We need the gospel just as much now as we did when we were first saved.
In fact, the real way to do battle with our sinful corruptions, seek deliverance from temptation, and live a humble life dependent on God is to keep the gospel of Jesus Christ at the forefront of our hearts and minds. The gospel is essential, not just to our justification, but to our sanctification too.
I struggle with this on a regular basis. It is not easy to trust completely in Christ. It is far too easy to trust in my flesh.
I see the good works Christ is producing in me, and the pride of my flesh wants to say, “See what I did? See what my obedience accomplished? I can live off of my own strength. I don’t need to seek the Lord. I don’t need His grace. I don’t need to remember the gospel. That’s for babes in Christ. I’m mature now. I’ve been a Christian for 8 years. It’s time to move on. Let me focus on what I can do; I already know what Christ did. That’s old news.”
But what happens when we forget the gospel? When we start believing, as one author teaches, that it is our own submission that grants us life in Christ, our own obedience that feeds us the “spiritual superfood” we need, our own good works that transform us, and our own faithfulness (rather than God’s faithfulness) that makes us who we are?
Giving our obedience the preeminence over the gospel does not do what we think it will. It does not make us more holy. It does not glorify Christ.
Perhaps it will change us from the outside. We will be so concerned about keeping up our outward acts of piety that we do seem to increase in godliness. After all, flowers can live, even bloom for a while in a vase, though they are cut off from the ultimate source of their growth.
But eventually that flower will droop and fade. We will discover the bitter sting of trusting in our own faithfulness. And, we hope, God will humble us and open our eyes to bring us back to the gospel–that it is the Father who made and remakes us, Christ who saves us from our sins and freely grants us life in Him, and the Holy Spirit who transforms and sanctifies us. Our Triune God is three blessed Persons. No room for our own obedience to be a fourth.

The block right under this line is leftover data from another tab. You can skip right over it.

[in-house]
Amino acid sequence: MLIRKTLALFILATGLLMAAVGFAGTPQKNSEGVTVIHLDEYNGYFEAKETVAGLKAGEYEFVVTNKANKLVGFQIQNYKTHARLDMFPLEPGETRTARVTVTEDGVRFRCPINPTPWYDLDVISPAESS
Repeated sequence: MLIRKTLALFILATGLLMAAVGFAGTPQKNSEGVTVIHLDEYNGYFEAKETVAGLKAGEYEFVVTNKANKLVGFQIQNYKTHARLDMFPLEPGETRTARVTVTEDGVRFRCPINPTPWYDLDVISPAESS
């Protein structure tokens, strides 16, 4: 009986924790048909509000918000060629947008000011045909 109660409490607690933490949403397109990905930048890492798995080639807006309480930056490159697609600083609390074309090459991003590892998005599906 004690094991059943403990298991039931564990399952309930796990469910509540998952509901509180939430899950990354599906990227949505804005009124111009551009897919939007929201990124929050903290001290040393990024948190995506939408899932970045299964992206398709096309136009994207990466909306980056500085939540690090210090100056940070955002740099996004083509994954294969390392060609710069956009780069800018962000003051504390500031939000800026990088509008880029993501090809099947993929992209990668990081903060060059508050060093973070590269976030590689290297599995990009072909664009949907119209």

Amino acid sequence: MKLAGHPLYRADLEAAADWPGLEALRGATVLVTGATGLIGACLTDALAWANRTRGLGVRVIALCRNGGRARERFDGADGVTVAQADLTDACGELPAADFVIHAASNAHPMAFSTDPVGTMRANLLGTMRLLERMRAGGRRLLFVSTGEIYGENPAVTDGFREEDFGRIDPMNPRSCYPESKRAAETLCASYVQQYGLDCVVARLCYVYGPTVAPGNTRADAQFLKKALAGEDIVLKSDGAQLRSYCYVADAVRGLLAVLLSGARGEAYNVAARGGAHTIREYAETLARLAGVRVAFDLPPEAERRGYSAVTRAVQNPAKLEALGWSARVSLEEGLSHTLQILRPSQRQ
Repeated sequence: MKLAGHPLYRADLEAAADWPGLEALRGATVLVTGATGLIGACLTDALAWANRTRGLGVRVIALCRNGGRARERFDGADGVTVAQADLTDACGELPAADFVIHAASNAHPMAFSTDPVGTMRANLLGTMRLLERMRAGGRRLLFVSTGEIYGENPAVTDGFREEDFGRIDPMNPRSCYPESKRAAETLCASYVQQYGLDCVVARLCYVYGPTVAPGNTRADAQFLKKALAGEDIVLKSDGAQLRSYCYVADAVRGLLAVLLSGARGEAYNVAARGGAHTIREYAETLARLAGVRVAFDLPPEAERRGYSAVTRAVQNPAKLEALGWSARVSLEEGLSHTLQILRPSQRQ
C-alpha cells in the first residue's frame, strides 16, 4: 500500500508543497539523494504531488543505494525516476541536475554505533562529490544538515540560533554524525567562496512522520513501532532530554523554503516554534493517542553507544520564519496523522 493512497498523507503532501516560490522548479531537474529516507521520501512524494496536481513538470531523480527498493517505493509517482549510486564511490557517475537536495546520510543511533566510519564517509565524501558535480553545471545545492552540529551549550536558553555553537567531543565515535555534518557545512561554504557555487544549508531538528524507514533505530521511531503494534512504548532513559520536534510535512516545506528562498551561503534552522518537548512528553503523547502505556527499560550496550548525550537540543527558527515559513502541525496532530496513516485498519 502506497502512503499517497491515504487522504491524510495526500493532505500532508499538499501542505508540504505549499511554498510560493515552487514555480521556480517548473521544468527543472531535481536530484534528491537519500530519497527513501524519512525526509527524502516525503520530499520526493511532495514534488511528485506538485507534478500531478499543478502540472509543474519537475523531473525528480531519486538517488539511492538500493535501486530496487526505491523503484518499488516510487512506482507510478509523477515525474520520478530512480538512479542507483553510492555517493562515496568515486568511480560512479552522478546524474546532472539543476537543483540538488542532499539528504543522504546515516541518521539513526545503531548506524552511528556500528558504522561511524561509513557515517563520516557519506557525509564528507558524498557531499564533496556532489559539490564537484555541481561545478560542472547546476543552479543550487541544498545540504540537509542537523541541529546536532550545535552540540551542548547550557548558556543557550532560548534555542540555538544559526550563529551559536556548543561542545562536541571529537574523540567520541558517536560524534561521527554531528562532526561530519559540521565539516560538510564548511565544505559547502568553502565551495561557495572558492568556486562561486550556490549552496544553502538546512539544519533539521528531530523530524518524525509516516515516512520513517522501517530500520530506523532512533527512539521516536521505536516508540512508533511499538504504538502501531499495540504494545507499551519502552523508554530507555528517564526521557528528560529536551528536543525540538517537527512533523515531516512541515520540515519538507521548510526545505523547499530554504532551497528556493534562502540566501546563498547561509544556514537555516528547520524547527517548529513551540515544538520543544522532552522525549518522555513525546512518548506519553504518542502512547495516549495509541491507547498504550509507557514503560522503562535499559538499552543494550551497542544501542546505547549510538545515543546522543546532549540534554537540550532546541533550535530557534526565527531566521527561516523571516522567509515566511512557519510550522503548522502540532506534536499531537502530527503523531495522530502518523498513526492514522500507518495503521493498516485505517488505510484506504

It is in that humble place of seeing how absolutely bankrupt and powerless we are to change ourselves that we learn, “Blessed are the poor in spirit, for theirs is the kingdom of heaven” (Matthew 5:3). We realize that in order to glorify God, we must first see how sinful and lacking we are, and how great and sufficient Christ is. We begin to embrace the reality that the true way to bear fruit is not to manufacture the fruit ourselves, but to simply abide in the Vine.
To be clear, there is striving in the Christian life. We must obey Christ and follow Him. We must desire and seek after holiness. Yet all of this must be done while we are resting in the Lord and His love, believing the gospel, and knowing that He alone is the one who gives us the ability and strength to obey.
“To suppose that whatever God requireth of us that we have power of ourselves to do, is to make the cross and grace of Jesus Christ of none effect.” -John Owen
Friends, we never stop needing the gospel. I don’t care how long you’ve been a Christian, how “mature” you are, and whether you’re on the “milk” or the “meat.” The gospel of Jesus Christ is the foundation of our faith. We never should feel we’re able to “move on” from the gospel by replacing it with something else. It does not make us more obedient or holy to deemphasize the gospel and put our works on a pedestal. In fact, forgetting the gospel and supplanting the role of Christ and the Spirit in our sanctification with our own obedience is exactly what will lead us into grave sin and error. If we really want to grow in grace and good fruit, we need Christ, we need the Spirit working in us, we need a low view of ourselves and our own “goodness.”
We need the gospel.
“Salvation is of the Lord.”
Salvation is the work of God. It is he alone who quickens the soul “dead in trespasses and sins,” and it is he also who maintains the soul in its spiritual life. He is both “Alpha and Omega.” “Salvation is of the Lord.” If I am prayerful, God makes me prayerful; if I have graces, they are God’s gifts to me; if I hold on in a consistent life, it is because he upholds me with his hand. I do nothing whatever towards my own preservation, except what God himself first does in me. Whatever I have, all my goodness is of the Lord alone. Wherein I sin, that is my own; but wherein I act rightly, that is of God, wholly and completely. If I have repulsed a spiritual enemy, the Lord’s strength nerved my arm. Do I live before men a consecrated life? It is not I, but Christ who liveth in me. Am I sanctified? I did not cleanse myself: God’s Holy Spirit sanctifies me. Am I weaned from the world? I am weaned by God’s chastisements sanctified to my good. Do I grow in knowledge? The great Instructor teaches me. All my jewels were fashioned by heavenly art. I find in God all that I want; but I find in myself nothing but sin and misery. “He only is my rock and my salvation.” Do I feed on the Word? That Word would be no food for me unless the Lord made it food for my soul, and helped me to feed upon it. Do I live on the manna which comes down from heaven? What is that manna but Jesus Christ himself incarnate, whose body and whose blood I eat and drink? Am I continually receiving fresh increase of strength? Where do I gather my might? My help cometh from heaven’s hills: without Jesus I can do nothing. As a branch cannot bring forth fruit except it abide in the vine, no more can I, except I abide in him. What Jonah learned in the great deep, let me learn this morning in my closet: “Salvation is of the Lord.”
-Charles Spurgeon, Morning & Evening (Morning, February 26)